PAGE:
Spring Breakers – 2013 – dir. Harmony Korine
There are a lot of different ways that you can approach contemporary youth culture from a critical perspective. You can look at the partying, the intoxication, the mindless sexual obsession, the self-numbing music, the violent videogames and movies; being a part of this culture myself, I know there is a lot to criticize. So you take all of those ideas and filter them through a story about spring break. In the Lifetime Movie you have three girls, the good, the bad, and the naïve who want to go on their dream spring break adventure. The good girl is willing to go along until she realizes how ugly things could turn out at which point she leaves to live a happy life. The naïve girl doesn’t know any better and probably blacks out as the victim of sexual assault. The bad girl wants to party all the time and eventually dies of a drug overdose. It’s tragic and melodramatic and cliché, the acting would be atrocious and the writing predictable, but overall its harmless. The other route is Harmony Korine’s Spring Breakers and while it takes everything to the max, he forgets the art of subtlety in film and lets his message get ahead of the medium.
Spring Breakers stars Selena Gomez, Vanessa Hudgens, Ashley Benson, and Rachel Korine as the four girls (because more girls means more opportunities for titillation) wanting to go on their ultimate Spring Break adventure.
As a side note, many will comment that Hudgens and Gomez sought out these roles to break out of their Disney personas; I think that is incredibly short sighted considering the context of the film and their characters within it. Gomez was the irresponsible trouble maker in Wizards of Waverly Place and is the good would be Christian girl in Breakers. Hudgens was the couldn’t-hurt-a-fly good girl of the Highschool Musical series and plays the sociopathic sex kitten in Breakers. It was Korine that chose these actresses specifically to play against type and shock in comparison to their regular persons. Korine understand the important of the metanarrative in art films and he is using it very intentionally.
The four girls get caught with drugs at one of their parties and are arrested. While not in any serious trouble, they would have had to stay in county for two days because they had no money for the fine. To the rescue comes drug dealer and amateur would-be rap star Alien (James Franco). After paying their fine he takes them around to see his friends, Faith (Gomez) gets scared and decides to leave. Left with the three other girls, Alien reinitiates a feud with a rival dealer who ends up shooting Cotty (Korine) who then also goes home. Candy (Hudgens) and Britt (Benson) then engage in some raunchy times with Alien before they go to exact revenge on the rival dealer.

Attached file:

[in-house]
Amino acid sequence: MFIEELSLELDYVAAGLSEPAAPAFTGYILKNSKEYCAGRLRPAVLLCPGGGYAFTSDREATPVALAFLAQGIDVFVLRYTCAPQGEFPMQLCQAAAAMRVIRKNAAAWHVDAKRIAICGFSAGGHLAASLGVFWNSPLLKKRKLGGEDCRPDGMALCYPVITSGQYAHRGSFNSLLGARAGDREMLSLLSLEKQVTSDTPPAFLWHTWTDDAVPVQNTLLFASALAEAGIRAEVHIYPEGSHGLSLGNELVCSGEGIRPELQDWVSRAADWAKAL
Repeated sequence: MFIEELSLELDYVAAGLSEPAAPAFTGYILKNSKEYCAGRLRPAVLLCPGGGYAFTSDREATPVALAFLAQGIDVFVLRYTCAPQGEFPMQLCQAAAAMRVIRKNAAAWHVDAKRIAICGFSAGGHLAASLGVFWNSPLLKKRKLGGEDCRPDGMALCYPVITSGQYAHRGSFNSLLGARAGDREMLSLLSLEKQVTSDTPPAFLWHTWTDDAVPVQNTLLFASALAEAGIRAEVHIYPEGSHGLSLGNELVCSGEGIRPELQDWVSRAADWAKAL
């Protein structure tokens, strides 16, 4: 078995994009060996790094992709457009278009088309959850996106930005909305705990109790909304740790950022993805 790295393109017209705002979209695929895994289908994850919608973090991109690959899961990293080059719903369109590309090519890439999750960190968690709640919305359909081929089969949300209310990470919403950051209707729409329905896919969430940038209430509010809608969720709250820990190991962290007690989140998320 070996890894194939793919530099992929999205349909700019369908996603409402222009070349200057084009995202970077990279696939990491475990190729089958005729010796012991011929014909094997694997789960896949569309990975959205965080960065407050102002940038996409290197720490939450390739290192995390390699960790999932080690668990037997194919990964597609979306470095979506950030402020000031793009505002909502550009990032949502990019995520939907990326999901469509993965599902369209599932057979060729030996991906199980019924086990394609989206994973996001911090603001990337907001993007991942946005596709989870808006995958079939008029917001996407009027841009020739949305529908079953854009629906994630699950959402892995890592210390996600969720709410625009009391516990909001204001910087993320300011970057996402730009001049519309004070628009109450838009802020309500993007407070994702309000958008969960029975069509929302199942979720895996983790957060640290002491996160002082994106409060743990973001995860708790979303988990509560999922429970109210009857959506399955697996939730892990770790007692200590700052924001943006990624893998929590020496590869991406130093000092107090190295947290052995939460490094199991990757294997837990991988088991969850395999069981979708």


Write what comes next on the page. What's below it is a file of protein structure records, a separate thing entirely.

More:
This film is ripe with social commentary. The oddly non-linear frame and the montage style allow Korine to take normally titillating footage of partying coeds and turn it into sensory overload and monotony. Alien is introduced as the symbolic representation of his oft repeated line “Spring break forever,” because that seems to be exactly what the girls desire. Each of the girls is intentionally and deliberately characterized to represent their archetype (Gomez is good, Korine is naïve, and Hudgens and Benson are sociopathic sex kittens). The music, drugs, sex, and violence are all extreme and are used for deliberate symbolic purposes. All of this would make for a brilliant art film if Korine hadn’t forgotten about the most important tool at a an artist’s disposal; subtlety.
The obviousness of Korine’s intended message made took the content that he wanted to be powerful and made it laughable and pathetic. The characters archetypes are more than just obvious, they are being used to whack the audience over the head with the message. Gomez is a good Christian girl (shown at a youth group meeting) named Faith who shows signs of regret at every turn. Hudgens oversexualizes every aspect of her performance with her movements and dialogue but piles on her sociopathic nature by obsessively making fake guns with her hands and pretending to shoot everyone and everything. Alien starts as a creepy extreme of the hedonistic spring break holiday, but his scenes are over extended to where the potentially scary message is lost. He is then given some vulnerability which never really materializes and feels like a waste of time. The worst offence is the line, “Spring break forever,” which is ethereally repeated (dozens of times). Korine does criticize hedonistic youth culture, but the way he does it is totally ineffective.
Korine is obviously educated in the methods of art film, he just doesn’t know when to let go. Spring Breakers could have been a great film, but after it’s all said and done its just forgettable.